Just because these professional discussions now occur in the online realm does not mean that they are free from the kinds of mistakes that people often make during face-to-face meetings. What are these mistakes, anyway? In this article, we will discuss ten of the most common boo-boos that both employees and employers alike tend to overlook.
- Always Starting Way Later Than Originally Planned
Not only will the person leading the meeting have to repeat what has just been said for those who come in late, but everybody will have less time to discuss the important items on the agenda, too.
- Not Keeping an Eye on the More Dominant Voices
These people may mean well when it comes to providing lots of suggestions for whatever is being discussed, but they could actually be scaring some of your shyer participants from speaking up, for fear of only being redundant or not having ideas that are anywhere near as good.
- Forgetting to Prepare an Agenda Before the Meeting Starts
Nothing is worse than agreeing to attend a meeting only to find out that nobody has the slightest clue what you are all supposed to talk about. Here is a tip for you: if you can’t really think of anything important to discuss, then you probably do not need to hold a meeting at all in the first place.
- Not Creating an Agenda That Has Specific Goals or Topics
A haphazard agenda is just as bad as having no agenda at all. Be as ruthless as you can be with your list of topics to discuss. If you need to brainstorm ways to raise more money, for example, do not just put “brainstorming session” down on your agenda. Jot down a few possible ideas that you already have, and try to tackle the problem with concrete questions.
- Veering Away from the Agenda Far Too Often
Whether you are the person holding the meeting or just one of the many participants, there is no harm in gently steering everybody back to the main topics at hand. If they really cannot help themselves, suggest that they continue the discussion after the meeting, perhaps in person or in an e-mail chain instead.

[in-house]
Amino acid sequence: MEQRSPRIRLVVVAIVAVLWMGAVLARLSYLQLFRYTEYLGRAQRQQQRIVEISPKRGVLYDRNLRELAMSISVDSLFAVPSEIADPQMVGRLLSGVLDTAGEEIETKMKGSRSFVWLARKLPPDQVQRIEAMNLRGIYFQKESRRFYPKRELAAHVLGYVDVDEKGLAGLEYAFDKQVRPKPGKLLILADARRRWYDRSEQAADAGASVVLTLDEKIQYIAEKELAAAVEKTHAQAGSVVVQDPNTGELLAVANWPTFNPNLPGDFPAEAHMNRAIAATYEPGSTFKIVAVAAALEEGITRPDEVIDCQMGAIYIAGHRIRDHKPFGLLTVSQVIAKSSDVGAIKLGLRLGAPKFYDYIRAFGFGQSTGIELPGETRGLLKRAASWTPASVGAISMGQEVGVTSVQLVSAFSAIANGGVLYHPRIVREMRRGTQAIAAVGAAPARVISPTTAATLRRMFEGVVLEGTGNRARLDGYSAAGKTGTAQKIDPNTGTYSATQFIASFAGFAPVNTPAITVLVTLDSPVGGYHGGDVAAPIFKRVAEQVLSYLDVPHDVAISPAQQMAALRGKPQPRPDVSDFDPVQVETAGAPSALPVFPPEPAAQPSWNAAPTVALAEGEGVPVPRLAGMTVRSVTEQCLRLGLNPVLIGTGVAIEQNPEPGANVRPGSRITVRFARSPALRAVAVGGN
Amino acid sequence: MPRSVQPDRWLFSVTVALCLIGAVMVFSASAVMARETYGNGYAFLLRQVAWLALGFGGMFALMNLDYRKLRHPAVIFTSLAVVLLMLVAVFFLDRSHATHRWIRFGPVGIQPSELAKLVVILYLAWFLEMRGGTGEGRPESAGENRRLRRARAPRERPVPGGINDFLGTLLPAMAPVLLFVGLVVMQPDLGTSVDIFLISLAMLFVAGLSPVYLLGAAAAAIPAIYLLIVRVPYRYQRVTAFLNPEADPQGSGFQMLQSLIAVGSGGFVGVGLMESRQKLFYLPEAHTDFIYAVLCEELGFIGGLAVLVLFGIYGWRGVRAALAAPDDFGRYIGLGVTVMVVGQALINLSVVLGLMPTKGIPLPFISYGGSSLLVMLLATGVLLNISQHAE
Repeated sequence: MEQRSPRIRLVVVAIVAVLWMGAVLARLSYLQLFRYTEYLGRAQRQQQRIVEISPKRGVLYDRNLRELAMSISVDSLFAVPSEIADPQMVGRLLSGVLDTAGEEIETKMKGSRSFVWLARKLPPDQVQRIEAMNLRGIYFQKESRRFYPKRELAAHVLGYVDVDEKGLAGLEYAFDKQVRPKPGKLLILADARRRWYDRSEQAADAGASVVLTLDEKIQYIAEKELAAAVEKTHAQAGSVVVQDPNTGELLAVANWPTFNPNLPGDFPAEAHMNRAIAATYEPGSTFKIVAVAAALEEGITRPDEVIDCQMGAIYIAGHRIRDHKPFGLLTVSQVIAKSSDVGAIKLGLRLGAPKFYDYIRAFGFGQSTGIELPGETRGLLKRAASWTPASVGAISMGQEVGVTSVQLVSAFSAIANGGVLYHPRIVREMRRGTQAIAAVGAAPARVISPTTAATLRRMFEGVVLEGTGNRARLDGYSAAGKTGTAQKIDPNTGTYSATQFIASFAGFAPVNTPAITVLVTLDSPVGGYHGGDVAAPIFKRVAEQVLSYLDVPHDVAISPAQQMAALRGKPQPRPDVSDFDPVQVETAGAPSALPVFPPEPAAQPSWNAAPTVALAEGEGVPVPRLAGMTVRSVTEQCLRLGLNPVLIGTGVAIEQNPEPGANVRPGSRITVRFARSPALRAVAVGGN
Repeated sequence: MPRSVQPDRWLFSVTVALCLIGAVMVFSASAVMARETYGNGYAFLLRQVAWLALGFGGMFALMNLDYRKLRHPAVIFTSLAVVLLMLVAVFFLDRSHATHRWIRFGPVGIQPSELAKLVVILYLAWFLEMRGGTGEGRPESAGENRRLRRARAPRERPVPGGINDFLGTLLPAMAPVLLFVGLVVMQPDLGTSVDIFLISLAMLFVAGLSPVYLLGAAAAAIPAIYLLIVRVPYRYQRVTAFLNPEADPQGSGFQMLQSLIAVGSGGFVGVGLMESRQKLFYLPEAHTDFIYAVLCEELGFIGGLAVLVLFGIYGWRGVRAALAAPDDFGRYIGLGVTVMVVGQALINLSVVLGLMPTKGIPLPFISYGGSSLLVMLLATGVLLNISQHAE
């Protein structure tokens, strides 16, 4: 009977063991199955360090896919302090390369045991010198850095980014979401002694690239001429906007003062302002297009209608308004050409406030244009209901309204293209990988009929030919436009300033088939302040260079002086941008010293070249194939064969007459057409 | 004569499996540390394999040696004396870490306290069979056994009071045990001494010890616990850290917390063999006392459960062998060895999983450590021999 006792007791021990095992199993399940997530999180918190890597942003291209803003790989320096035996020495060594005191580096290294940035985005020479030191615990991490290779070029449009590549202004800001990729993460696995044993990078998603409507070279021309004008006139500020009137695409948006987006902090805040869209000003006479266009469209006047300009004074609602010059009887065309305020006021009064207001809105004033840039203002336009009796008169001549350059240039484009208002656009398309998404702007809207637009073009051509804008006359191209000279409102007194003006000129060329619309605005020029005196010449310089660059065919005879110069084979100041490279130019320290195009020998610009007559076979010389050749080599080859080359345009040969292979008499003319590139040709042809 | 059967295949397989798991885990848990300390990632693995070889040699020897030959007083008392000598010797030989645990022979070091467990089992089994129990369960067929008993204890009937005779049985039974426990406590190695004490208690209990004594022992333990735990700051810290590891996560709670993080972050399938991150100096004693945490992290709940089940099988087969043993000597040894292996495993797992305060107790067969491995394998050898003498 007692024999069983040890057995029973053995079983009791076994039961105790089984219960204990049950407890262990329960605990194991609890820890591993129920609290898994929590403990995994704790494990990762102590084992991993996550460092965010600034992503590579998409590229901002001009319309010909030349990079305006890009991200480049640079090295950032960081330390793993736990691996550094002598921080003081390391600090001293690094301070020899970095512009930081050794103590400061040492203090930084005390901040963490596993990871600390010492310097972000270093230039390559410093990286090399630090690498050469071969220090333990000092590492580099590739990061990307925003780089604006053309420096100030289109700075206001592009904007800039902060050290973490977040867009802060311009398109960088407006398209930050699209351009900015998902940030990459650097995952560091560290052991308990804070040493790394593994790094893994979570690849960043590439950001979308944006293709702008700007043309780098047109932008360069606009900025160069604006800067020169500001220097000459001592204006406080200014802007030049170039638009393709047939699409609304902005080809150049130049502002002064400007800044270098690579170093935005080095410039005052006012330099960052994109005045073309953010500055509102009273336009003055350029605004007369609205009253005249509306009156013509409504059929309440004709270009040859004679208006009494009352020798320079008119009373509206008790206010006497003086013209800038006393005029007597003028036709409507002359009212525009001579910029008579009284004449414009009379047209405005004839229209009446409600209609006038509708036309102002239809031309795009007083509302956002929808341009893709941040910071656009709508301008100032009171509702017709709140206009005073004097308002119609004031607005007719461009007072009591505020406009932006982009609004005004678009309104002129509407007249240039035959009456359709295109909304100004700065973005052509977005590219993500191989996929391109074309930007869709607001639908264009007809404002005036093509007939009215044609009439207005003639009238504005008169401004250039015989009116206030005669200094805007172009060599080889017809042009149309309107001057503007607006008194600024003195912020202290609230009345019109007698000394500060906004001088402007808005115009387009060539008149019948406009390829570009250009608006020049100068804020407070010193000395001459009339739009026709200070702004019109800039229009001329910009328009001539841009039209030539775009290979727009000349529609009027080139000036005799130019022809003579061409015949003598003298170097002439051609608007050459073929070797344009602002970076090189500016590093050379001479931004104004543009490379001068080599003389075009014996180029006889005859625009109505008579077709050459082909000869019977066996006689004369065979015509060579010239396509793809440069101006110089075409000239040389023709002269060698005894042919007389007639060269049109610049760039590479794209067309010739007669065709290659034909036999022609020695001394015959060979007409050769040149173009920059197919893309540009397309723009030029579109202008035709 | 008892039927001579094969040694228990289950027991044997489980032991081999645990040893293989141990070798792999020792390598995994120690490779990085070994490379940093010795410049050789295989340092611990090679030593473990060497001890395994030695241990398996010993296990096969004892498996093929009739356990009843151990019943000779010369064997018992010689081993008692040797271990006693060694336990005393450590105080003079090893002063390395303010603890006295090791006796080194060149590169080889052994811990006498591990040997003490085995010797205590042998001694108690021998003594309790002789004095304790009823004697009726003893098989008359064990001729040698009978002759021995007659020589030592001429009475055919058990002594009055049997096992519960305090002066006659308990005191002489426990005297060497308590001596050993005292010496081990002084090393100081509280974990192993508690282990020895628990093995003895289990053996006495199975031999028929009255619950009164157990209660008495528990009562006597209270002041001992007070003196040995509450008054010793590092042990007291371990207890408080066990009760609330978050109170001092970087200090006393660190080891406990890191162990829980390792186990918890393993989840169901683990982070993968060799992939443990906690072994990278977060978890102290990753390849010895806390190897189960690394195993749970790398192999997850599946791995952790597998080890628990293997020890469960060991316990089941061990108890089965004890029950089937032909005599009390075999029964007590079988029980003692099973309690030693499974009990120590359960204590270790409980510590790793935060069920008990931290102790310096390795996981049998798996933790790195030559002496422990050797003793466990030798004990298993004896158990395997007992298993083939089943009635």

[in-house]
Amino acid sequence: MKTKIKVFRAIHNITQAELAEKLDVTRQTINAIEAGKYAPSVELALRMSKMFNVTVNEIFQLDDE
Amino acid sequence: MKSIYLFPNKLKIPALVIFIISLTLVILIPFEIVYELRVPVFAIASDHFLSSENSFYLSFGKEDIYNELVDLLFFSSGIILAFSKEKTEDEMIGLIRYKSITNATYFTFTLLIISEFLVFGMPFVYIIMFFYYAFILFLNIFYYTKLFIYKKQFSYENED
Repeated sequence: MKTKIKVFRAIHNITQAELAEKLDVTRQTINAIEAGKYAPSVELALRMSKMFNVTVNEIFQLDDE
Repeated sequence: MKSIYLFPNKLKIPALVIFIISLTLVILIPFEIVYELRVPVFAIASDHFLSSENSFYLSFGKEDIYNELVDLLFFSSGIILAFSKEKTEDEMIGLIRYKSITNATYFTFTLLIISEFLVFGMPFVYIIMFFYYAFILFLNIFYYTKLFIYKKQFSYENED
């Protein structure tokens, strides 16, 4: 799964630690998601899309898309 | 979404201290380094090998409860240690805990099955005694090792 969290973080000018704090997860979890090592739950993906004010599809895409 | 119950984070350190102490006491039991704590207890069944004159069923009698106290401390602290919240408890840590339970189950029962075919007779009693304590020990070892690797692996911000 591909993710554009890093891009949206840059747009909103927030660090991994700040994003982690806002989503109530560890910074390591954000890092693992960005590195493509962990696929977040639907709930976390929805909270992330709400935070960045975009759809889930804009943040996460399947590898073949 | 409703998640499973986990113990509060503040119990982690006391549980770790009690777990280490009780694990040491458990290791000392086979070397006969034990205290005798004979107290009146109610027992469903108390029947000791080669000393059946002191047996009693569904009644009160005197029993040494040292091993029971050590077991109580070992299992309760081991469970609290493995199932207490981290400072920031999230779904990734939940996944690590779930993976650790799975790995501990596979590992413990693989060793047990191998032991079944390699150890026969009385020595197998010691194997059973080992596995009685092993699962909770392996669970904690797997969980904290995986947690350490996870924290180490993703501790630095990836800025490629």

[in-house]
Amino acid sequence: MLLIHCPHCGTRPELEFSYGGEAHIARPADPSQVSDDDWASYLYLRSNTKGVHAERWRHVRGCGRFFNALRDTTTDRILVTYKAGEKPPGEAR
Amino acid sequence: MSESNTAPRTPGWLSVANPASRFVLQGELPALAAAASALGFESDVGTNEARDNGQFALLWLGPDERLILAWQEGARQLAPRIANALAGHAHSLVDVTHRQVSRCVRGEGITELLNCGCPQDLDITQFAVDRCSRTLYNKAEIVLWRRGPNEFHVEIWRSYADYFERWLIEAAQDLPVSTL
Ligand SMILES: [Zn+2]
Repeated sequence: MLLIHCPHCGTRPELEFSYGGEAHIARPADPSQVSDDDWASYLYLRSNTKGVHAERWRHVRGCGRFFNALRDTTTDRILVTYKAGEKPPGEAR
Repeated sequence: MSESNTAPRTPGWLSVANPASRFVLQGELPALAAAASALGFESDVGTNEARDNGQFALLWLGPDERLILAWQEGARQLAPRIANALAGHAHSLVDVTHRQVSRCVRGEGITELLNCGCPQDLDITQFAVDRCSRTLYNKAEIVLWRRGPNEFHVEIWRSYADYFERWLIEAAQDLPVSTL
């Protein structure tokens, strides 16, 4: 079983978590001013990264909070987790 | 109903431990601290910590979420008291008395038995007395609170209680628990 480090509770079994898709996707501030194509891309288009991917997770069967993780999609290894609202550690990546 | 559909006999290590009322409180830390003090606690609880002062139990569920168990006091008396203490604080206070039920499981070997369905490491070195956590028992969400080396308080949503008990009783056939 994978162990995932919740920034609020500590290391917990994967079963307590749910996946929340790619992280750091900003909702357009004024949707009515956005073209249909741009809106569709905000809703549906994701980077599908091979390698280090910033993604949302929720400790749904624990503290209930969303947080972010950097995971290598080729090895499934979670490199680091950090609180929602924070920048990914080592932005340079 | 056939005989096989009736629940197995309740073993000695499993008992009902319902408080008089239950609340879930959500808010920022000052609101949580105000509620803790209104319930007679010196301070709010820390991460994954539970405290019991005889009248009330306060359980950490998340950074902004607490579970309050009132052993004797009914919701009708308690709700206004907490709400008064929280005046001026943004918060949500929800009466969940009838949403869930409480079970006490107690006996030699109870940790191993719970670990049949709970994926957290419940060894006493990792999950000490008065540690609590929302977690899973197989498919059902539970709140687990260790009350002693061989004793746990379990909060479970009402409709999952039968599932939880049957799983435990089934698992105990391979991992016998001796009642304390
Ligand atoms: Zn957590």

- Always Going Over the Allotted Time for the Discussion
If there really are too many good ideas that you are afraid that you will miss, you can ask everybody to hold on to them until they get back to their desks and e-mail it to everybody else who was in the meeting. While everything is still in e-mail form, you can browse through everything and filter out the truly great ones from the more mediocre ones. Then, you can set another meeting to discuss the ones that made the cut.
- Forgetting to Assign Someone to Handle the Minutes of the Meeting
While this has become much easier to do thanks to the use of tools like BlueJeans for corporate video conferencing, which can offer recordings of video conferences, it will still be easier to reference written minutes instead of having to replay a certain section of the meeting over and over just for one part everybody needed to refresh themselves on.
- Forgetting to Give a Brief Summary of the Entire Meeting
If you don’t do this, then you might end up leaving a small misunderstanding unresolved that could cause problems down the round. Worse, you might end up in more meetings just to solve the issue, and that’s something nobody wants to have to go through.
- Not Letting the More Quiet Participants Have Their Say
There are probably a few of those shy wallflowers in the meeting that everybody wishes would speak up at least once in a while. If you don’t call on these people, then you will find you’re your meetings will continue to follow the same pattern of who speaks up and in what order, according to an article by Paul Axtell on Fast Company.
- Allowing Certain Participants to Have Side Conversations
Instead of scolding people when you catch them having their own private chat during your discussion, tell everybody at the start of the meeting that they should write a note of what they want to tell somebody else and to address it at the end of the meeting, based on a tip by Michael Hyatt.
These are but a few of the ways in which online meetings can become a mess instead of a way to get everybody on the same page. Make sure to avoid making any of these mistakes when you join or hold your next business meeting, and you will be able to garner the respect of your colleagues for keeping them engaged and making them feel more productive than they probably ever will in most other meetings.